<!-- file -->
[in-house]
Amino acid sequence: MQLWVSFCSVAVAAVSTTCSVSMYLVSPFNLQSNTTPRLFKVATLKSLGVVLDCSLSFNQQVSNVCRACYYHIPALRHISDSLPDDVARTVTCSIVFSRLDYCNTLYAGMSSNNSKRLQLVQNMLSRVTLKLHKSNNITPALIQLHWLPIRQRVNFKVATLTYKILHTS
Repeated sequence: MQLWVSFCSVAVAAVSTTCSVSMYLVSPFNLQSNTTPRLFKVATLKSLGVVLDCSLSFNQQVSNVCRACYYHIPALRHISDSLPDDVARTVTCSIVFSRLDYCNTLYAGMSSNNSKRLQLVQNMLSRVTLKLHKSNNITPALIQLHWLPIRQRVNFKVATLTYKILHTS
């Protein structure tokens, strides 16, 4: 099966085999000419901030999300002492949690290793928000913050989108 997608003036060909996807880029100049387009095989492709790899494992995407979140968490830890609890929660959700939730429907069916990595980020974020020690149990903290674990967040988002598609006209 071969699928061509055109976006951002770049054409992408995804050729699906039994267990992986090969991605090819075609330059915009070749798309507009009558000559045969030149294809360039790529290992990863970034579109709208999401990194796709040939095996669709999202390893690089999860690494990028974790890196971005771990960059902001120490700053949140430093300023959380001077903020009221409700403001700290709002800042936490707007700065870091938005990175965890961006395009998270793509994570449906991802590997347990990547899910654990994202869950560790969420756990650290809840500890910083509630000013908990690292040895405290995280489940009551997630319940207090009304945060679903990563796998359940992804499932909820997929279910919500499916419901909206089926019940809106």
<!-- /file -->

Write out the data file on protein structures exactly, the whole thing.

[in-house]
Amino acid sequence: MQLWVSFCSVAVAAVSTTCSVSMYLVSPFNLQSNTTPRLFKVATLKSLGVVLDCSLSFNQQVSNVCRACYYHIPALRHISDSLPDDVARTVTCSIVFSRLDYCNTLYAGMSSNNSKRLQLVQNMLSRVTLKLHKSNNITPALIQLHWLPIRQRVNFKVATLTYKILHTS
Repeated sequence: MQLWVSFCSVAVAAVSTTCSVSMYLVSPFNLQSNTTPRLFKVATLKSLGVVLDCSLSFNQQVSNVCRACYYHIPALRHISDSLPDDVARTVTCSIVFSRLDYCNTLYAGMSSNNSKRLQLVQNMLSRVTLKLHKSNNITPALIQLHWLPIRQRVNFKVATLTYKILHTS
């Protein structure tokens, strides 16, 4: 099966085999000419901030999300002492949690290793928000913050989108 997608003036060909996807880029100049387009095989492709790899494992995407979140968490830890609890929660959700939730429907069916990595980020974020020690149990903290674990967040988002598609006209 071969699928061509055109976006951002770049054409992408995804050729699906039994267990992986090969991605090819075609330059915009070749798309507009009558000559045969030149294809360039790529290992990863970034579109709208999401990194796709040939095996669709999202390893690089999860690494990028974790890196971005771990960059902001120490700053949140430093300023959380001077903020009221409700403001700290709002800042936490707007700065870091938005990175965890961006395009998270793509994570449906991802590997347990990547899910654990994202869950560790969420756990650290809840500890910083509630000013908990690292040895405290995280489940009551997630319940207090009304945060679903990563796998359940992804499932909820997929279910919500499916419901909206089926019940809106």